Whigham v. Jackson Dawson Communications - Compensability for Injuries During Work-Related Extracurriculars
For the most part, courts have held that if a worker is hurt while participating in a voluntary but work-related event, injuries aren't compensable under workers' compensation laws. In weighing such a claim, courts will consider factors such as whether the function was truly considered voluntary, whether workers were paid and to what extent the employer benefited from the worker's involvement.
Our Boston workers' compensation attorneys know just because an employer formally labels a function "voluntary" doesn't necessarily mean it is so, and there have been more than a few exceptions allowing for compensation for injuries sustained during work-related extracurricular activities.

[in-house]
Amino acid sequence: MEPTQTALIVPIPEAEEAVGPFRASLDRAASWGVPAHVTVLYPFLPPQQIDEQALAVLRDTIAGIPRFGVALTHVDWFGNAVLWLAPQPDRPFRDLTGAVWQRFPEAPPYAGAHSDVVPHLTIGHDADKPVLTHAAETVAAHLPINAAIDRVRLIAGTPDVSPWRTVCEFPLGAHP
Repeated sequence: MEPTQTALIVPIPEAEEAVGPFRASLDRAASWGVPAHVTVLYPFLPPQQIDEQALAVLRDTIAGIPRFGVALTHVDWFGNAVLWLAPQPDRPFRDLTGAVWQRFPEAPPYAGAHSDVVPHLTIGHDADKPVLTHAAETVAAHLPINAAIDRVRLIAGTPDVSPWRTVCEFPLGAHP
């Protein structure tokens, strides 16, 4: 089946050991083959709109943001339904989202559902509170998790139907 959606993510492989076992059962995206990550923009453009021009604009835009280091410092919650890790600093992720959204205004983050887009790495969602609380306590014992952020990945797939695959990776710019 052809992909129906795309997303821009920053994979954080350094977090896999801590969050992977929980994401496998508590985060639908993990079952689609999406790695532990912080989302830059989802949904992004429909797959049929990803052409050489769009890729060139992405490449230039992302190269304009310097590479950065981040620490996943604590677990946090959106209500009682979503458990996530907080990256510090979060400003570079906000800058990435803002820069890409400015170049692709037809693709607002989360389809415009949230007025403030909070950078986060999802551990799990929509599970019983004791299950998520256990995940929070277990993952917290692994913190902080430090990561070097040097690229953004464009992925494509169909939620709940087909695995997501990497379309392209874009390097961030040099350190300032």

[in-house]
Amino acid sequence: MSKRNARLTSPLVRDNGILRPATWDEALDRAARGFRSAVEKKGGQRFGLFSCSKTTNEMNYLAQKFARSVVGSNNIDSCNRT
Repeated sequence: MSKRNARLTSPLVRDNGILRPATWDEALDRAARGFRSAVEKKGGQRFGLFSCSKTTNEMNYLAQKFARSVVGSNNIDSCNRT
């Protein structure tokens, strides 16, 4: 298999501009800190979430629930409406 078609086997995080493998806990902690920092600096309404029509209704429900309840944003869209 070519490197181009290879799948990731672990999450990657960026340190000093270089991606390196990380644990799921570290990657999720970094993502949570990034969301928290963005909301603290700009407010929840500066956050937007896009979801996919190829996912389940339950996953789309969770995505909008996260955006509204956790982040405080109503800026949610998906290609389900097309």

A perfect recent example is in the case of Whigham v. Jackson Dawson Communications, before the South Carolina Supreme Court. Although this case took place outside the Massachusetts court system, the same general principles are still applicable. Both systems have found injuries are only compensable under workers' compensation insurance when they occur during or arise in the course of one's work duties.